Our first line of the main method is simply creating an instance of the NHibernate Configuration object based on the values in our hihernate.cfg.xml file and then we load our mapping files.  These are used to map our POCOs to our persistent database objects. 

There are several techniques for loading these in, but all will require an assembly to be passed as a parameter.  NHibernate will then look for all persistence mapping data within those assemblies:

Configuration cfg = (new Configuration()).Configure().AddAssembly(typeof (Athlete).Assembly);

Next, we open a Session from our SessionFactory.  All of our NHibernate persistence operations will be handled within the context of a Session:

using (var session = sessionFactory.OpenSession())

With a session created, we can now get down to business.  In cases where we are simply retrieving data, so our Session object is all we need.

Retrieving Athlete objects from the database is performed by creating aIQuery object from our session and execute the desired query using it. In addition, we use the List() method to retrieve a list of all the athletes in the database:

IQuery query = session.CreateQuery("FROM Athlete");
IList<Athlete> athletes = query.List<Athlete>(); 


Note that for printing the entries in the Athlete table in a easily readable format we use the AlignCentre method with the following code:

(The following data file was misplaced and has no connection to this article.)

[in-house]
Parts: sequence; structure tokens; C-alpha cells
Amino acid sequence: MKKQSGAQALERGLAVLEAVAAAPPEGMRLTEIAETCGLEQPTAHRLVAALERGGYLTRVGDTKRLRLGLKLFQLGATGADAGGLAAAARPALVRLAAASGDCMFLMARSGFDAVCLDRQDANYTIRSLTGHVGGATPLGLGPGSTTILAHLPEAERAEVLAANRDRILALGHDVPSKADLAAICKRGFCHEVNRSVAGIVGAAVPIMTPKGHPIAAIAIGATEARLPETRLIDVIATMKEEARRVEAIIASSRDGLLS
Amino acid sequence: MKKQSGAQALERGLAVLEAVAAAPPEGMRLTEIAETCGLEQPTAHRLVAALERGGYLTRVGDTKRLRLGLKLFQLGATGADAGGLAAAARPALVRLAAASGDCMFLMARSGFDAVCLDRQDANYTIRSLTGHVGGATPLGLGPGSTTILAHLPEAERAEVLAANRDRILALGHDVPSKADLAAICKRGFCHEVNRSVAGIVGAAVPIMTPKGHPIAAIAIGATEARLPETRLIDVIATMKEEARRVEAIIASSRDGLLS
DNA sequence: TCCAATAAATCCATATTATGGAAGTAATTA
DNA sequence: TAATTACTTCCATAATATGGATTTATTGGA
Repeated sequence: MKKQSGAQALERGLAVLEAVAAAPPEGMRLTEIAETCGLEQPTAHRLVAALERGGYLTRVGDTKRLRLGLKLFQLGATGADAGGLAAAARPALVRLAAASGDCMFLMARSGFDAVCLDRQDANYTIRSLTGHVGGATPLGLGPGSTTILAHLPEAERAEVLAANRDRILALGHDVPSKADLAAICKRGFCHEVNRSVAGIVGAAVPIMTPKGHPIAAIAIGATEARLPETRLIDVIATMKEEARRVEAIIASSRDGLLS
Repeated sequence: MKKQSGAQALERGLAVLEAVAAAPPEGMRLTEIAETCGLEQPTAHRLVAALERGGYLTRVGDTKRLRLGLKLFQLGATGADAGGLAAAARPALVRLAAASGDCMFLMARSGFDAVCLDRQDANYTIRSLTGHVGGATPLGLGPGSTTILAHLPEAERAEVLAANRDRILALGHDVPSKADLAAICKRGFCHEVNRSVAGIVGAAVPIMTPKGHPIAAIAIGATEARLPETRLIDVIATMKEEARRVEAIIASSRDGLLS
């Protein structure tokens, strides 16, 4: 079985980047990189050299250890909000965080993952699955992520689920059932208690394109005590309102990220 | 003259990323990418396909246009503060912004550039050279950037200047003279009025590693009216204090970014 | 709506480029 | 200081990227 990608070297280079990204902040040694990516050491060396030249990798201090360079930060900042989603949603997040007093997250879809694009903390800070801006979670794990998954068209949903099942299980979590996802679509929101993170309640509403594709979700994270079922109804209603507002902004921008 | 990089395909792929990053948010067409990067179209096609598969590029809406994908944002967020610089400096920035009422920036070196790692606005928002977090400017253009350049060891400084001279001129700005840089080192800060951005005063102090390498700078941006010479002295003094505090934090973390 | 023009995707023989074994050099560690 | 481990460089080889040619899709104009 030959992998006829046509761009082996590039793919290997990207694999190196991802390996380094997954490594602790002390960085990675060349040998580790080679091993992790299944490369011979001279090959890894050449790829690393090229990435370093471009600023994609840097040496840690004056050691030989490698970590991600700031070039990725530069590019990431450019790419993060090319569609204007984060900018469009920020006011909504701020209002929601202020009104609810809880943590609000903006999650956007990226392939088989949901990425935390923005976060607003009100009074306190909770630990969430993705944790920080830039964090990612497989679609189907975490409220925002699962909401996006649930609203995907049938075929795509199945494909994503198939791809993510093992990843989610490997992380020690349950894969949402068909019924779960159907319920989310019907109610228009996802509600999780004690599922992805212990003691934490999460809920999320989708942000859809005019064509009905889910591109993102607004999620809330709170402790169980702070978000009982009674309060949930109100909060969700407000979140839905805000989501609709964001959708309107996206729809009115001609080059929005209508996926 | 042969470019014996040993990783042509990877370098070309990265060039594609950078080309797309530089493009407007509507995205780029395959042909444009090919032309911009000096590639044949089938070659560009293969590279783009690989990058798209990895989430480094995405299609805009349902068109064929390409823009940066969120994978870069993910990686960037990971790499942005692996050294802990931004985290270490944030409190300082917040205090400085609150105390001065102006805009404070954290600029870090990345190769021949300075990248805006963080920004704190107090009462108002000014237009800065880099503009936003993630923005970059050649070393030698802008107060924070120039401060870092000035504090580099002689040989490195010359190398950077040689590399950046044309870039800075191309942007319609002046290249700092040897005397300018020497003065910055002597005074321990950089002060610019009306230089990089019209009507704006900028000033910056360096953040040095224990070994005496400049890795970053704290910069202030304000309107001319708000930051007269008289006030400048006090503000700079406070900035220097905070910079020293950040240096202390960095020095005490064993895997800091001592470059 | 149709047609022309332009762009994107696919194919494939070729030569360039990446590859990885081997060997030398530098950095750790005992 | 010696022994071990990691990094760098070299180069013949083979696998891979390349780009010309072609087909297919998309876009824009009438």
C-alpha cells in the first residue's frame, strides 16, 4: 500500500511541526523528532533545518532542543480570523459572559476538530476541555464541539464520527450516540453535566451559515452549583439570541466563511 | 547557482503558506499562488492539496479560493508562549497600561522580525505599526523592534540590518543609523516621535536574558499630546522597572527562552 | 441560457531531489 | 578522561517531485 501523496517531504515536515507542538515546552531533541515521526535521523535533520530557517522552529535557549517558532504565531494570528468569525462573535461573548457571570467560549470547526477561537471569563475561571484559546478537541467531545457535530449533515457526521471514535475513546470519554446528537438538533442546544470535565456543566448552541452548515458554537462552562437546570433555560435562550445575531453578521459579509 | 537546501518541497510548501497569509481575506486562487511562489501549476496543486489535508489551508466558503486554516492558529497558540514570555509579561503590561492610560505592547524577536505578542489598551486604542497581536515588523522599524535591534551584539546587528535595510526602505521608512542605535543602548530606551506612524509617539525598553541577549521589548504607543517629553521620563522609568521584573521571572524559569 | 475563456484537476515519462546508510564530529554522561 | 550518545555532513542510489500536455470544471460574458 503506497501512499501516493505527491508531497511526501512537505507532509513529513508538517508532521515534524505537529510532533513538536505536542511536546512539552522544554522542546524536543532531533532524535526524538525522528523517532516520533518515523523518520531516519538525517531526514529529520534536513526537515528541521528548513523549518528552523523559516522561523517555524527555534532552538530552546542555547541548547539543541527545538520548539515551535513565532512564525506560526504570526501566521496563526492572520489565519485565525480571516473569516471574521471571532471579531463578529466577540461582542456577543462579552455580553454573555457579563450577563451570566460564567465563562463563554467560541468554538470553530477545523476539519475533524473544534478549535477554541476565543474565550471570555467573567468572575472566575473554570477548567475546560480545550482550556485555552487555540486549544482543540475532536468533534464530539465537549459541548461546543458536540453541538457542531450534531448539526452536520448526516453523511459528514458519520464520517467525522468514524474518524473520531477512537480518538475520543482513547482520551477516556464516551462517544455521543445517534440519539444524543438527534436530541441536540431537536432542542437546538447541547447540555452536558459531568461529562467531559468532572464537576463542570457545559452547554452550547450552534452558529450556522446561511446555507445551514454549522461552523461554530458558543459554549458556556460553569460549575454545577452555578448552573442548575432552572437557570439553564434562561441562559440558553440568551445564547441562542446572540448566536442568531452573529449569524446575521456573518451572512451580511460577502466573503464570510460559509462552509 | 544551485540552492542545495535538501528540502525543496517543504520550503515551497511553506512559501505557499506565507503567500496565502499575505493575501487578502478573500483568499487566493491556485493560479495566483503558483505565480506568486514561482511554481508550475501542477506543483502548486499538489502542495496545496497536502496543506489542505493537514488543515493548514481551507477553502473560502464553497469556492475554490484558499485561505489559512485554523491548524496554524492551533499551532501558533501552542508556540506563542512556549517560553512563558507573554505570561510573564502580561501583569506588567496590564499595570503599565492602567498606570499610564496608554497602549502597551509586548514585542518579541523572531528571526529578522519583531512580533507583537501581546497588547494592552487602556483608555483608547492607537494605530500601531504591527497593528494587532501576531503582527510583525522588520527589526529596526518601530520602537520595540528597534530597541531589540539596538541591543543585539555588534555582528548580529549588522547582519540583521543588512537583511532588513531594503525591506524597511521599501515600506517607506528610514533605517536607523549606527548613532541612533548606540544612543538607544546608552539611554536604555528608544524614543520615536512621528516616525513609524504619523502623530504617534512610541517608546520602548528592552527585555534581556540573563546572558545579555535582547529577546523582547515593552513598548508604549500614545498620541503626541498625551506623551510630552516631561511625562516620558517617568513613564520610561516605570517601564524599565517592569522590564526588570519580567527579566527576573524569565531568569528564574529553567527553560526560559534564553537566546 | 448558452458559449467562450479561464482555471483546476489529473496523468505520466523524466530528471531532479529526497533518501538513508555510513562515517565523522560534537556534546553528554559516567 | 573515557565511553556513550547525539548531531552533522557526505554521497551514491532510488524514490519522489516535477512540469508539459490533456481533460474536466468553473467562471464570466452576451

static string AlignCenter(string text, int width)
    if (string.IsNullOrEmpty(text))
        return new string(' ', width);
        return text.PadRight(width - (width - text.Length) / 2).PadLeft(width);

The output from running the above code is:



An example which implements Update operations

In this example we will show how to handle the basic SQL operations (insert, select, update and delete) on all the standard data types.

For this purpose, we will create a table that has columns of all the standard SQLdata types. The SQL for creating this table is:

create TABLE DataTypes (
c_smallint SMALLINT,
c_bigint BIGINT,
c_numeric numeric(10,2),
c_float FLOAT,
c_decimal decimal(19,5),
c_double DOUBLE,
c_char char(1),
c_varchar varchar(30),
c_time TIME,
c_date DATE,
c_timestamp TIMESTAMP,
c_datetime DATETIME,
c_monetary MONETARY,
c_string STRING,
c_bit BIT(8),
c_varbit bit varying(8),
primary key (c_integer))


The Persistent class

As we did in the previous example, to persist our database table in NHibernate we create a class called DataTypes:

namespace HelloNHibernate
   public class DataTypes
       virtual public int c_integer { get; set; }
       virtual public short c_smallint { get; set; }